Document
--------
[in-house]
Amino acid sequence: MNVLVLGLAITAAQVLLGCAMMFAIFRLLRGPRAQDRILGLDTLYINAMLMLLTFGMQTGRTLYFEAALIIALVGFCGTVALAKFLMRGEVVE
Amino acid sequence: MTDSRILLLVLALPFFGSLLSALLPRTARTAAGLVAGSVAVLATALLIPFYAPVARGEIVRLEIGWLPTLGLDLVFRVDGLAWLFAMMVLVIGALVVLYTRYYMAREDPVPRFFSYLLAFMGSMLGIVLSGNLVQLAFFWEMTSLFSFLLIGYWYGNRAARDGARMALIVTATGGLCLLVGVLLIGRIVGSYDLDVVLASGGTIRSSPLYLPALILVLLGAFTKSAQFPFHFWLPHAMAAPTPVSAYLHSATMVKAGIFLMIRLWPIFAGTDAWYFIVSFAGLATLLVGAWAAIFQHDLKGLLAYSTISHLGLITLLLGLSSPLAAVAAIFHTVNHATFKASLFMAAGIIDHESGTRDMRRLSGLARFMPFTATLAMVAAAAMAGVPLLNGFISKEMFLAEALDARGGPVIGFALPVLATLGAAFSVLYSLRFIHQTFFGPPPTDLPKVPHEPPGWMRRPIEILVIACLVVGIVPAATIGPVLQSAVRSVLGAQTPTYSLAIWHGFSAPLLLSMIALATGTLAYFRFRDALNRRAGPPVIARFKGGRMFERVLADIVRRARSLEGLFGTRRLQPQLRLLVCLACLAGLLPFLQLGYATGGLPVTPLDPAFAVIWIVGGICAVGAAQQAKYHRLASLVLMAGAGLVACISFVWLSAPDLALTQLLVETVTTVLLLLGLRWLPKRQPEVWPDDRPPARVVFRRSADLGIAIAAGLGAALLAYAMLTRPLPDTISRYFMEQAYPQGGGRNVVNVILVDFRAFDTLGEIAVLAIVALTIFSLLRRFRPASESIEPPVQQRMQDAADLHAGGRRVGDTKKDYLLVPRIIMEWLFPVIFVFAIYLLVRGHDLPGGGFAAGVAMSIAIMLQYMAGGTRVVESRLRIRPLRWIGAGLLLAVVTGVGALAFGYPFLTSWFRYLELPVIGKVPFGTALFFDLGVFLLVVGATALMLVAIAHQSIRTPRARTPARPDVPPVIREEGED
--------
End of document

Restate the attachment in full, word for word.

[in-house]
Amino acid sequence: MNVLVLGLAITAAQVLLGCAMMFAIFRLLRGPRAQDRILGLDTLYINAMLMLLTFGMQTGRTLYFEAALIIALVGFCGTVALAKFLMRGEVVE
Amino acid sequence: MTDSRILLLVLALPFFGSLLSALLPRTARTAAGLVAGSVAVLATALLIPFYAPVARGEIVRLEIGWLPTLGLDLVFRVDGLAWLFAMMVLVIGALVVLYTRYYMAREDPVPRFFSYLLAFMGSMLGIVLSGNLVQLAFFWEMTSLFSFLLIGYWYGNRAARDGARMALIVTATGGLCLLVGVLLIGRIVGSYDLDVVLASGGTIRSSPLYLPALILVLLGAFTKSAQFPFHFWLPHAMAAPTPVSAYLHSATMVKAGIFLMIRLWPIFAGTDAWYFIVSFAGLATLLVGAWAAIFQHDLKGLLAYSTISHLGLITLLLGLSSPLAAVAAIFHTVNHATFKASLFMAAGIIDHESGTRDMRRLSGLARFMPFTATLAMVAAAAMAGVPLLNGFISKEMFLAEALDARGGPVIGFALPVLATLGAAFSVLYSLRFIHQTFFGPPPTDLPKVPHEPPGWMRRPIEILVIACLVVGIVPAATIGPVLQSAVRSVLGAQTPTYSLAIWHGFSAPLLLSMIALATGTLAYFRFRDALNRRAGPPVIARFKGGRMFERVLADIVRRARSLEGLFGTRRLQPQLRLLVCLACLAGLLPFLQLGYATGGLPVTPLDPAFAVIWIVGGICAVGAAQQAKYHRLASLVLMAGAGLVACISFVWLSAPDLALTQLLVETVTTVLLLLGLRWLPKRQPEVWPDDRPPARVVFRRSADLGIAIAAGLGAALLAYAMLTRPLPDTISRYFMEQAYPQGGGRNVVNVILVDFRAFDTLGEIAVLAIVALTIFSLLRRFRPASESIEPPVQQRMQDAADLHAGGRRVGDTKKDYLLVPRIIMEWLFPVIFVFAIYLLVRGHDLPGGGFAAGVAMSIAIMLQYMAGGTRVVESRLRIRPLRWIGAGLLLAVVTGVGALAFGYPFLTSWFRYLELPVIGKVPFGTALFFDLGVFLLVVGATALMLVAIAHQSIRTPRARTPARPDVPPVIREEGED